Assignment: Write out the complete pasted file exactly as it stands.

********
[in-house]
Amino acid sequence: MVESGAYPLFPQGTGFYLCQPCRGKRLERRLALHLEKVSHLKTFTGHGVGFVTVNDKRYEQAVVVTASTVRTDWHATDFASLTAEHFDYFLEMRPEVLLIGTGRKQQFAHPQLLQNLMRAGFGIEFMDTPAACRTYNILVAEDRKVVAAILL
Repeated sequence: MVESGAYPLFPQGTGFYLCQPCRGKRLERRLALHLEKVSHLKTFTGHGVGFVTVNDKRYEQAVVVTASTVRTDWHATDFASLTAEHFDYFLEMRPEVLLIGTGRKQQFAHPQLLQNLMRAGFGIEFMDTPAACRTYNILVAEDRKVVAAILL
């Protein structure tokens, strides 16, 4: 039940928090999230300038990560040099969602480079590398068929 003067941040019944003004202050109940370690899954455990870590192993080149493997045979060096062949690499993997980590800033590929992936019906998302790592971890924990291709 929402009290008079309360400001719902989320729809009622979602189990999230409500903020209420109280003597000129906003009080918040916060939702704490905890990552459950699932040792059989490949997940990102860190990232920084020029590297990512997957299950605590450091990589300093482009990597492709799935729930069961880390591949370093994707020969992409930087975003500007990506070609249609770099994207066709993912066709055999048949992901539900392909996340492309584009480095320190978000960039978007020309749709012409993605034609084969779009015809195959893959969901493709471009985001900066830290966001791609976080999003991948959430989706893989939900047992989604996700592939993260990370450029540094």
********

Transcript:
[in-house]
Amino acid sequence: MVESGAYPLFPQGTGFYLCQPCRGKRLERRLALHLEKVSHLKTFTGHGVGFVTVNDKRYEQAVVVTASTVRTDWHATDFASLTAEHFDYFLEMRPEVLLIGTGRKQQFAHPQLLQNLMRAGFGIEFMDTPAACRTYNILVAEDRKVVAAILL
Repeated sequence: MVESGAYPLFPQGTGFYLCQPCRGKRLERRLALHLEKVSHLKTFTGHGVGFVTVNDKRYEQAVVVTASTVRTDWHATDFASLTAEHFDYFLEMRPEVLLIGTGRKQQFAHPQLLQNLMRAGFGIEFMDTPAACRTYNILVAEDRKVVAAILL
């Protein structure tokens, strides 16, 4: 039940928090999230300038990560040099969602480079590398068929 003067941040019944003004202050109940370690899954455990870590192993080149493997045979060096062949690499993997980590800033590929992936019906998302790592971890924990291709 929402009290008079309360400001719902989320729809009622979602189990999230409500903020209420109280003597000129906003009080918040916060939702704490905890990552459950699932040792059989490949997940990102860190990232920084020029590297990512997957299950605590450091990589300093482009990597492709799935729930069961880390591949370093994707020969992409930087975003500007990506070609249609770099994207066709993912066709055999048949992901539900392909996340492309584009480095320190978000960039978007020309749709012409993605034609084969779009015809195959893959969901493709471009985001900066830290966001791609976080999003991948959430989706893989939900047992989604996700592939993260990370450029540094």